Friday, 5 April 2013

Fine Lines.....

When you are going through the adoption process you dream of being approved as an adopter and then hearing the words that you have waited for "We have a match for you". But it is a bit of a double edged sword.

Adoption and Foster Care are needed because, for a variety of reasons, a parent is unable to provide the home life that all children need in order to grow into physically and emotionally healthy adults.  The birth parents may recognise this and make the decision to place their child for adoption or, in the majority of cases in the UK, a Local Authority makes the decision that the child is at risk of emotional or physical harm or neglect. This is all extremely emotive and, for some people, the system can leave a legacy of as much trauma as it protects the child from. 

When a child is adopted they legally become part of the family of their adoptive parents.  Legally they no longer have any family ties to their birth family.  That's actually quite a big thing and there are implications that last a lifetime.  I can genuinely understand adoptees who are seeking to redress this legal situation. As adoptive parents we endeavour to keep contact with our child's birth family as best as we can.  That isn't always easy.  In our case we only receive replies to our letter from Katie's birth Grandmother.  Yet, as Katie grows up, the severing of the legal ties with her birth family may cause her significant upset.  It may not.  We don't know yet how this will impact on her.  I am sure each and every adoptee has their own views and feelings on the subject.

As adopters we have to be aware of so many things.  We have to constantly strive to see the bigger picture. We see and try to preempt that picture to support and love the children that we adopt and love.  We walk a fine line between wanting to support and encourage the contact between our child and their birth family and seeing and being therapeutic parent to the damage that the child may have already suffered, often without agency support. Birth parents don't have to constantly be aware of how their child may feel at Christmas or on their child's birthday because of the impact of adoption.  We have to walk a fine line between offering a balanced and happy family life with all the usual family activities and love and an awareness of whether this might be a day that is also sad for our child because of their birth family.  We do all that with awareness and for the best of our child, as the majority of parents do.

But what about our emotions as adopters?  We are just ordinary folk with ordinary emotions. In fact, those emotions are so important if we are going to bond with our children and help them develop into emotionally healthy adults.  Adopters have a sort of shorthand with one another where a lot goes unsaid.  We know that our children have experienced things that they shouldn't have.  We know that our family is built on loss.  We know that we will probably have to go to personal emotional lengths that people entering parenthood generally don't anticipate.

When adopters meet each other there is a lot of deep understanding that is experienced on a psychological and emotional level.  We share an understanding about our lives as parents and the possible circumstances involved.  We don't need to spend time explaining it to each other.  We might discuss issues such as contact or behavioural difficulties we are parenting.  We rarely talk about our children's background other than pertinent points.  There is a shared understanding that this information is our child's story and belongs to them. It is not for general or public discussion.  When we celebrate the matching of a new child it is with a knowledge that there is a trauma and loss attached.  There is a reason why our child needed to be adopted.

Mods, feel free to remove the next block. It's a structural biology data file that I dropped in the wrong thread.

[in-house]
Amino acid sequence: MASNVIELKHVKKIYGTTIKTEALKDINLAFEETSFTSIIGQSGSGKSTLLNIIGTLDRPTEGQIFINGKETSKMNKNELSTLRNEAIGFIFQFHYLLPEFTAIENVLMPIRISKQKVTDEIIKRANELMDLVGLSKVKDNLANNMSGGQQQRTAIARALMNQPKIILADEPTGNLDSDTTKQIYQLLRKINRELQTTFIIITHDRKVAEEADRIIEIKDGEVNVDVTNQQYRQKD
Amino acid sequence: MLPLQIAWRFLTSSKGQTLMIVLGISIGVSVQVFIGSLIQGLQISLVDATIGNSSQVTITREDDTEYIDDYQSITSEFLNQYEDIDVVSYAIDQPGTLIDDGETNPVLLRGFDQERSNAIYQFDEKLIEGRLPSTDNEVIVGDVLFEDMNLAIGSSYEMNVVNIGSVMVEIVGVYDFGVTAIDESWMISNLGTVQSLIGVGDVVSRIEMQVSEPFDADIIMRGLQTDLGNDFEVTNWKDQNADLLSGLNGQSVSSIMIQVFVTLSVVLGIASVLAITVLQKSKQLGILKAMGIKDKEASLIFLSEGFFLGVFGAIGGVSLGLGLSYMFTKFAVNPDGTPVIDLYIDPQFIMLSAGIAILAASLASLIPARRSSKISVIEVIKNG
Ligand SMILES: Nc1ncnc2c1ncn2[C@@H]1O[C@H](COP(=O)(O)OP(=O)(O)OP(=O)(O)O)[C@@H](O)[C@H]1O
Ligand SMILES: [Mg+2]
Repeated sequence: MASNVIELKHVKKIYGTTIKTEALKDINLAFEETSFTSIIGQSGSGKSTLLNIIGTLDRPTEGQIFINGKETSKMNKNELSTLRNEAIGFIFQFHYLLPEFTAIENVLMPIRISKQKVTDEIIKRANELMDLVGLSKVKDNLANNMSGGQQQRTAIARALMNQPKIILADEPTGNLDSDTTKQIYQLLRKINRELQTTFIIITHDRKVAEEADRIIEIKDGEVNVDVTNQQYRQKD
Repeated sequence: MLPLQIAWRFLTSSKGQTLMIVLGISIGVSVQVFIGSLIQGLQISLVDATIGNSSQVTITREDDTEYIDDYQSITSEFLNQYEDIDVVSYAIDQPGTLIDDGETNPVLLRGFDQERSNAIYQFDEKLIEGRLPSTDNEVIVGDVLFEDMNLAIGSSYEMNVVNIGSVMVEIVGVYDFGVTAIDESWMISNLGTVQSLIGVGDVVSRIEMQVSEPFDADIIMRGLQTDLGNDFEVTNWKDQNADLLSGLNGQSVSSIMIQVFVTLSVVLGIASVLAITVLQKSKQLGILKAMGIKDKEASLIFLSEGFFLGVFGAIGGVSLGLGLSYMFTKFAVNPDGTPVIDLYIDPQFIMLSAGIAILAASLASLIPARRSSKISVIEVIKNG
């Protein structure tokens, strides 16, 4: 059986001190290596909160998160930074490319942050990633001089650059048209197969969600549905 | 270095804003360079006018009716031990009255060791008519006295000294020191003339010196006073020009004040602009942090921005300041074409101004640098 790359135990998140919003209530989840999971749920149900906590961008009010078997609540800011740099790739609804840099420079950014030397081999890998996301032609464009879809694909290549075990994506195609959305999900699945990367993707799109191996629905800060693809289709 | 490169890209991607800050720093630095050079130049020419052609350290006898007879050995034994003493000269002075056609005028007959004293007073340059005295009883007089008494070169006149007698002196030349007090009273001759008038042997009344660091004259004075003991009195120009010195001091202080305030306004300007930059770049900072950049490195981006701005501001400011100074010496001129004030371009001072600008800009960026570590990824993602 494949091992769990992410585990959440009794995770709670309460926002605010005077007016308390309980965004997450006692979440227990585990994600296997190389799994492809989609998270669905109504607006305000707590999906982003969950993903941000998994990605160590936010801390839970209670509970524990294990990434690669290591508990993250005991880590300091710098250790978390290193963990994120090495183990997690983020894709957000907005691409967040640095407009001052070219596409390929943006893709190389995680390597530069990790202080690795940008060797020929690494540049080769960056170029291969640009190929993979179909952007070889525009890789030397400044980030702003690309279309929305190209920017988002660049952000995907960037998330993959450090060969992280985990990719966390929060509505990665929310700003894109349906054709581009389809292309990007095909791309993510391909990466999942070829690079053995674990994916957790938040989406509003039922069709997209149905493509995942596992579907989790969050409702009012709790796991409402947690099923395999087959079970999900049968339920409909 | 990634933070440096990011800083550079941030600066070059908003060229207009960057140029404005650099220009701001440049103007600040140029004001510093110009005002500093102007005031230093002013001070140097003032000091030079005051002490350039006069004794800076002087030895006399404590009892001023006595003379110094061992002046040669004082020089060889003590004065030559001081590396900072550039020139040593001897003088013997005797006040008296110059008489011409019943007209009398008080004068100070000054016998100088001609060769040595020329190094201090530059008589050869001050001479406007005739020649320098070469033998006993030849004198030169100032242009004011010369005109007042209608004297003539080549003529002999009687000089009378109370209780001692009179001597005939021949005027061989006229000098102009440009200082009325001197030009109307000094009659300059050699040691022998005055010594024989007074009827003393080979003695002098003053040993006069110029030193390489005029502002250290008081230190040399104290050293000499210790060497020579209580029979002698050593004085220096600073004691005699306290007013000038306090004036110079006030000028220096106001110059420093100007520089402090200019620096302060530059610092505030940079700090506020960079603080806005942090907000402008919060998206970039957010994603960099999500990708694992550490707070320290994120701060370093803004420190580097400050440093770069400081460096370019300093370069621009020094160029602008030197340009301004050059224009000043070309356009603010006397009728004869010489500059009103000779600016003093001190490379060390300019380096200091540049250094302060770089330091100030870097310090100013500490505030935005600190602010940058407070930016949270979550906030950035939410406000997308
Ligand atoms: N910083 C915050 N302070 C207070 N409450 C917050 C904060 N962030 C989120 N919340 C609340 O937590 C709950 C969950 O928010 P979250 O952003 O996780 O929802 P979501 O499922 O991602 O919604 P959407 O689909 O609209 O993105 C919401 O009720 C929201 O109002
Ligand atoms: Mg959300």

On public forums. such as Facebook and Twitter people might see conversations between adopters and not know that there is this shorthand of speech.  They might view our conversations as having a lack of awareness about how the adoptee might feel in the future.  This is not the case.  We don't need to go into details with each other about our children.  There is an understanding between us that we can focus on the here and now without bringing up the whys and wherefores but that it is there.  We carry it with us all the time.  It is part of our unspoken language.  To an outsider they might consider that we don't show enough respect to our children's roots but this is not the case. 


So am I allowed to feel excited that Katie is soon to have a brother?  Is Katie allowed to feel the emotions that a regular child would feel at becoming an older sister?  Yes, I think we can.  Katie is too young to understand the implications at the current time but, as a 5 year old, she is excited that she is going to be like a lot of her friends and have a sibling living at home with her.  She will also feel a lot of other emotions as the time approaches and eventually arrives.  We will be prepared for her to feel jealous and try and reassure her that she is loved as much as she always has been.  We will try and be prepared for Katie to feel a whole heap of emotions about her own losses that she is too young to understand but may be expressed by her behaviour.  We feel/hope that she is ready to handle having a sibling.

I will also admit that I am excited about the prospect of having a baby.  This is a door that I closed a long time ago in my heart and I now need to open that door again.  It is actually important that I be allowed to feel these emotions because they will help my bonding with my son.  I need to be excited about buying a bottle steriliser and a new stroller (which I've had picked for ages I will admit) and all the other paraphernalia we are going to need.  I need to engage all the emotions that a regular mum will feel when preparing for a new child.  I need to anticipate holding my son for the first time.  It is important that I am emotionally ready to welcome a new child into our home for all our sakes.  So, yes, I'm going to be excited. I'm going to encourage Katie to be excited.  I am giving us both a sense of normality.

But believe me when I say I am fully aware of the bigger picture and all the fine lines.


14 comments:

  1. I am full of admiration for you, Gem - you are one of the most honest, open, genuine - and most rounded people I know.....your children are lucky to have you as their mummy. I am sorry you ever have to take any flack from anyone.... xXx

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    1. Oh Berni that is so sweet and you set me off with the tears (either that or it's having Katie and my nephew together plus a migraine that's to blame?). I can take flack but it did get me thinking about how things might get misconstrued. I do like to try and find the learning in these things somewhere. xx